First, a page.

During the 1970s, roadsides were often littered with 8-track tape cartridges and invariably, there would be a length of magnetic tape hanging out of the white plastic case. Anyone who owned an 8-track player knew precisely how the case wound up on the roadside- the tape jammed, the music stopped- again-, and the driver cussed, ripped the cartridge out of the player and angrily tossed it out the window.
The 8-track tape player was the first device to bring pre-recorded in-car entertainment to personal vehicles. Although it validated the concept, its inherent flaws led directly to the development of more reliable replacements.
Battery electric vehicles (BEVs) are unquestionably the 8-track tape players of transportation. They have validated a form of vehicle propulsion that does not depend on an internal combustion engine, but their inherent shortcomings will ultimately leave them metaphorically tossed out the window and lying on the side of the road. But in some cases, the cost of replacement batteries, which can exceed $10,000, may well transform “lying on the side of the road” from metaphor to reality. Also driving the metaphor to reality is the problem of charging EV batteries when temperatures dip into the single digits. The January cold snap in the Chicago area left hundreds of electric vehicles stranded because they couldn’t be recharged.
In spite of being promoted as zero-emissions vehicles, BEVs create a significant carbon footprint resulting from manufacturing processes and the periodic recharging of batteries, the electricity for which is largely generated by fossil fuel-fired power generation facilities. And ironically, when a BEV runs out of battery power, it is either towed to a charging station by a fossil fuel-powered truck, or a diesel generator is brought to the stranded BEV, with transportation provided by a diesel-powered vehicle.
Other BEV shortcomings include:
Requiring hours for their batteries to be fully charged
Lack of charging stations in many locales
Insufficient electrical grid capacity. Consequently, even if a charging station is available, the requisite electrical power may not be
Battery replacement cost, which will be especially problematical for 2nd and 3rd owners who bought a BEV because they got a”deal”.
Unless new types of reasonably-priced batteries are developed BEV’s will ultimately fade away as a new generation of vehicles hits the streets. These vehicles, which will be fueled by hydrogen, ammonia, or renewable natural gas (RNG) can be refueled in minutes, not hours, and actually produce zero carbon emissions. Some of these vehicles are currently on the road, others are approaching the horizon, and some are about to drive over it.
The challenges that hydrogen- and ammonia-based power generation faces involve cost, distribution and handling, but solutions are being developed at an encouraging pace. One promising development is “Powerpaste”, a fuel developed by Fraunhofer Institute for Manufacturing and Advanced Materials in Dresden, Germany. “Powerpaste” stores energy at a density 10 times that of a lithium battery. The paste is stored in a cartridge and when released and mixed with water, hydrogen gas is created and fed to a fuel cell. Refueling requires simply replacing an empty cartridge with a new one and refilling a tank with water- something that can be done just about anywhere in minutes- not hours.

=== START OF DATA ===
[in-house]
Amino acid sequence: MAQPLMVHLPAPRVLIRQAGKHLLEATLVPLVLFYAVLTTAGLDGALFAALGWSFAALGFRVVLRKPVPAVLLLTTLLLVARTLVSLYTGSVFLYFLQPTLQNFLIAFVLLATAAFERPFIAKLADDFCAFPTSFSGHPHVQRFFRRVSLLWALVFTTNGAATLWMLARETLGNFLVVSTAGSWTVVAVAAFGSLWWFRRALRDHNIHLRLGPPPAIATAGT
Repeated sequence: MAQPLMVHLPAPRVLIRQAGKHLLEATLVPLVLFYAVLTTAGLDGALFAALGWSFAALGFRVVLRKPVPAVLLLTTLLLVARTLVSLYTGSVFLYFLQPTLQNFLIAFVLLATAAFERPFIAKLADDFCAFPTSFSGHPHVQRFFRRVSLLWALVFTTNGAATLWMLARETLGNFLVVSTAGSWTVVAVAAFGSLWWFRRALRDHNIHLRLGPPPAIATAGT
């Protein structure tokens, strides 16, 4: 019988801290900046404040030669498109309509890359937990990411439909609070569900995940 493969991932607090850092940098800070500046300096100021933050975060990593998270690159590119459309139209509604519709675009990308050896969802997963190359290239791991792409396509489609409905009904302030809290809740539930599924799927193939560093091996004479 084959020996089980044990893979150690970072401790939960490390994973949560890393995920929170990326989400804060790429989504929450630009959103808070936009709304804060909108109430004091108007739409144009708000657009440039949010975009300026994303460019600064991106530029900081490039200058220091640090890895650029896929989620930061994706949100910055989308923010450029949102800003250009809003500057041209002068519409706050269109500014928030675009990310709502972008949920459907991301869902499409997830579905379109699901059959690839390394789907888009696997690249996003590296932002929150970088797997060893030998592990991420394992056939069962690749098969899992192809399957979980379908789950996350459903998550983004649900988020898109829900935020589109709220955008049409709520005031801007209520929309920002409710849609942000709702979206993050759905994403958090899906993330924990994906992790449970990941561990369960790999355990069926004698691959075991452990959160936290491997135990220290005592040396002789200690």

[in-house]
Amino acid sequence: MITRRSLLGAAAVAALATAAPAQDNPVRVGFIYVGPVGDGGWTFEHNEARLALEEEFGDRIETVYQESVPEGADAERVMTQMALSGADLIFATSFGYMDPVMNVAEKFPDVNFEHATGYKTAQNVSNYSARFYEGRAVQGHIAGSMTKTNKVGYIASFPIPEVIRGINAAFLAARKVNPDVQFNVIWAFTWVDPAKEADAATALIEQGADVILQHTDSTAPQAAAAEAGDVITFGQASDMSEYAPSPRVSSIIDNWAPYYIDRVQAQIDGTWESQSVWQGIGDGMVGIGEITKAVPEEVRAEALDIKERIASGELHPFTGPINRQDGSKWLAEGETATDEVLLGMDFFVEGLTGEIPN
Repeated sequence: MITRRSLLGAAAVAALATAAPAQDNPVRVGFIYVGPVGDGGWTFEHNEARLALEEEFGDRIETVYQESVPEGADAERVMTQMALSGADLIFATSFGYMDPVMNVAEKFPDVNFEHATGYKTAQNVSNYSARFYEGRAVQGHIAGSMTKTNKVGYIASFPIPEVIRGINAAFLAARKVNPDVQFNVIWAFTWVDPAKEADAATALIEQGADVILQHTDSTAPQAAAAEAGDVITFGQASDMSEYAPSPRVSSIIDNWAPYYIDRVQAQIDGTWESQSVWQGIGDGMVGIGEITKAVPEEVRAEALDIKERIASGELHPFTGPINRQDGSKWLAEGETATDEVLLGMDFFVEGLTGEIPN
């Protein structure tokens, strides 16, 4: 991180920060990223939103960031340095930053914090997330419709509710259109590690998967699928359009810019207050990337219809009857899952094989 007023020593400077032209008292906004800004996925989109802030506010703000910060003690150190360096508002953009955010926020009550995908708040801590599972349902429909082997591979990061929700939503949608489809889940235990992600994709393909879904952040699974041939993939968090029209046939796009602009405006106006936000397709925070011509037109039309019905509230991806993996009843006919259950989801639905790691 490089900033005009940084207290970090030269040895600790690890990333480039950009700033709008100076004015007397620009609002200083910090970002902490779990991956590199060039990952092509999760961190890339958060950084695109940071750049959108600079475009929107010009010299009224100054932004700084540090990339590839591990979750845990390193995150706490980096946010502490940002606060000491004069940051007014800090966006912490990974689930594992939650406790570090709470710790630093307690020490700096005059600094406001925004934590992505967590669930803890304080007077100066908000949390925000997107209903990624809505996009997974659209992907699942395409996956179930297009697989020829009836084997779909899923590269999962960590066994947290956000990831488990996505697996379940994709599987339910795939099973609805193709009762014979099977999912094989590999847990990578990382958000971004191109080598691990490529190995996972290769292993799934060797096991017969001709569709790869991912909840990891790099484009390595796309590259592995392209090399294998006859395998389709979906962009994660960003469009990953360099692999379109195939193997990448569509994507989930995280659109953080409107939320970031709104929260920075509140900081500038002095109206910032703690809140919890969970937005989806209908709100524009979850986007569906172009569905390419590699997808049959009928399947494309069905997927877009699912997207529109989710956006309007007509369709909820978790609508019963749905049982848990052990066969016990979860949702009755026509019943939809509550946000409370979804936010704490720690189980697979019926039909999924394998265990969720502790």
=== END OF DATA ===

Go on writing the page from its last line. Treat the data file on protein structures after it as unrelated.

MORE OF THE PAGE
Another zero carbon emissions fuel is ammonia. Composed of three parts hydrogen and one part nitrogen, ammonia is abundant and readily available; it has been used in agriculture of over 100 years and annual worldwide production is approximately 180 metric tons.
When used as a motor vehicle fuel, ammonia is a hydrogen source. In that role, it can, in conjunction with a fuel system conversion, be used to fuel existing internal combustion engines, which can also be operated on gasoline at the flick of a switch. Ammonia can also be used as a source of hydrogen to feed hydrogen fuel cells.
A third carbon emissions-free fuel is Renewable Natural Gas (RNG). Derived from the methane produced by livestock and landfills, RNG has been certified as a zero emissions fuel by the Environmental Protection Agency and the California Air Resources Board. It is currently being used to fuel tens of thousands of trucks across the country.
Any or all of these fuels, as well as some others will undoubtedly be part of a potential game-changer in the quest for zero emissions engines. That game-changer is the “fuel agnostic” internal combustion engine being developed by diesel engine manufacturer Cummins. That engine can run on hydrogen or virtually any other zero-emissions fuel, as well as conventional fossil fuels.
The future of transportation won’t be driven by a single fuel, but by a variety. As technology brings down costs and improves utility, hydrogen, ammonia and RNG will jockey for position as the best alternative to fossil fuels. And “the best” fuel may well be dependent on application, as one may be the best choice for heavy duty vehicles and another the best choice for passenger cars, SUVs and light trucks. But one thing is certain; one of these fuels will power the vehicles that drive by BEVs sitting on the side of the road, waiting to be recharged.